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Author Topic: Gorilla at L.A. Zoo  (Read 1760 times)
dalethorn
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« on: December 25, 2008, 09:34:01 AM »
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First of 3 gorilla photos from L.A. Zoo, Dec. 12.  Taken with Pana TZ5, daylight auto-exp.
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BradSmith
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« Reply #1 on: December 25, 2008, 04:22:16 PM »
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Quote from: dalethorn
First of 3 gorilla photos from L.A. Zoo, Dec. 12.  Taken with Pana TZ5, daylight auto-exp.
Dale,
Nice shot.  I love how expressive the gorillas (and orangutans) are.    Isn't that a great exhibit?  I'm a recently retired manager for Los Angeles' Engineering Department and some of my staff managed the planning, design and construction of it.  We did 4 or 5 new exhibits there in the past 5 or 6 years, but the Gorilla exhibit is my favorite.
Brad
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dalethorn
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« Reply #2 on: December 25, 2008, 07:40:36 PM »
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Quote from: skeedracer
Dale,
Nice shot.  I love how expressive the gorillas (and orangutans) are.    Isn't that a great exhibit?  I'm a recently retired manager for Los Angeles' Engineering Department and some of my staff managed the planning, design and construction of it.  We did 4 or 5 new exhibits there in the past 5 or 6 years, but the Gorilla exhibit is my favorite.
Brad
Thank you for the work on that exhibit.  Zoos are often a target of criticism for certain exhibits (ahem), but given the quality of this one, and those poor gorillas' decreasing chances in the wild, this is not only a good opportunity for people to see them fairly close up, but a good opportunity for us to keep a few of them healthy until the day we can offer them a proper home in the wild, if that ever happens.  Your team really aced this one, since after watching them for 45 minutes or so, all I could think was how well balanced it was.  A real bonus was the different viewing positions, which I assume was really helped by the central location.
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wolfnowl
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« Reply #3 on: December 26, 2008, 02:16:43 AM »
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Zoos sometimes get a bad rap, and some zoos certainly deserve it, but others are doing good work.  One example is the Conservation and Research for Endangered Species (CRES) at the San Diego Zoo. (http://cres.sandiegozoo.org/)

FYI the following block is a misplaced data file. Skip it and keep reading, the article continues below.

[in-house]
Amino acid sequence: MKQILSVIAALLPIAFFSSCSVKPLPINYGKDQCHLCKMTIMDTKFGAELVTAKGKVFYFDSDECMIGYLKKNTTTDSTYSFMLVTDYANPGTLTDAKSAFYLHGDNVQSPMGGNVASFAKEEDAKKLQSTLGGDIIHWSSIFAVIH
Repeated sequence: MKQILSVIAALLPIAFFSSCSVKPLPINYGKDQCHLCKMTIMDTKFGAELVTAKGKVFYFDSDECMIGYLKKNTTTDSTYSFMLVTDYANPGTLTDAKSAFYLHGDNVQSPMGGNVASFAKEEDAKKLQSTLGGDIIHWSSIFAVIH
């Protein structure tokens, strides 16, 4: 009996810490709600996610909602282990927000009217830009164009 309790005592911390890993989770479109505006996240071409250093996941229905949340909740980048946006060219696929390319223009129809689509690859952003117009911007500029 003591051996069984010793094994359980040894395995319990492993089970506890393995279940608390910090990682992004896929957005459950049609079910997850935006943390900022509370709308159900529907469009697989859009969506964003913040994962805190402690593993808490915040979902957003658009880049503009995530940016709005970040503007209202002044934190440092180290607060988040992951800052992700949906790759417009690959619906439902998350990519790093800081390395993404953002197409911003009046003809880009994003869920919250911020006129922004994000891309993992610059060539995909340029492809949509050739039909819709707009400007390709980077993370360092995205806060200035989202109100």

This guy is a silverback, or dominant adult male.  He may be pensive, or just protective of his clan.

Mike.

Nice shot. I love how expressive the gorillas (and orangutans) are.  

Well, from an evolutionary perspective gorillas and humans evolved from a common ancestor within the past few million years - a nanosecond in the annals of time.
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bretedge
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« Reply #4 on: December 26, 2008, 11:59:27 AM »
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Perfect exposure and an interesting expression, Dale.  I would prefer to see the gorilla a bit more off-center.  It feels a little bit static as-is.
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dalethorn
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« Reply #5 on: December 26, 2008, 01:18:46 PM »
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Quote from: bretedge
Perfect exposure and an interesting expression, Dale.  I would prefer to see the gorilla a bit more off-center.  It feels a little bit static as-is.
I know what ya mean - I was looking at the background and the slant to the wall, and the off-center split between the colors, and ignored the gorilla.  Maybe next time.
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Eric Myrvaagnes
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« Reply #6 on: December 26, 2008, 10:29:49 PM »
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I would crop some off the right side, to a point between the two dark stripes on the right-hand wall.

Nice image!
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dalethorn
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« Reply #7 on: December 27, 2008, 04:20:38 PM »
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Quote from: EricM
I would crop some off the right side, to a point between the two dark stripes on the right-hand wall.

Nice image!
Unfortunately, that doesn't work.  Because of the 3 x 2 perspective, cropping that much off the right (about 21 percent) brings the already-large gorilla much closer to where it dominates everything, so even the scenery on the left is much less relevant.  Not what you'd expect instinctively, but you'd have to do the prints both ways to see the effect.  This photo would need more background added on the left.
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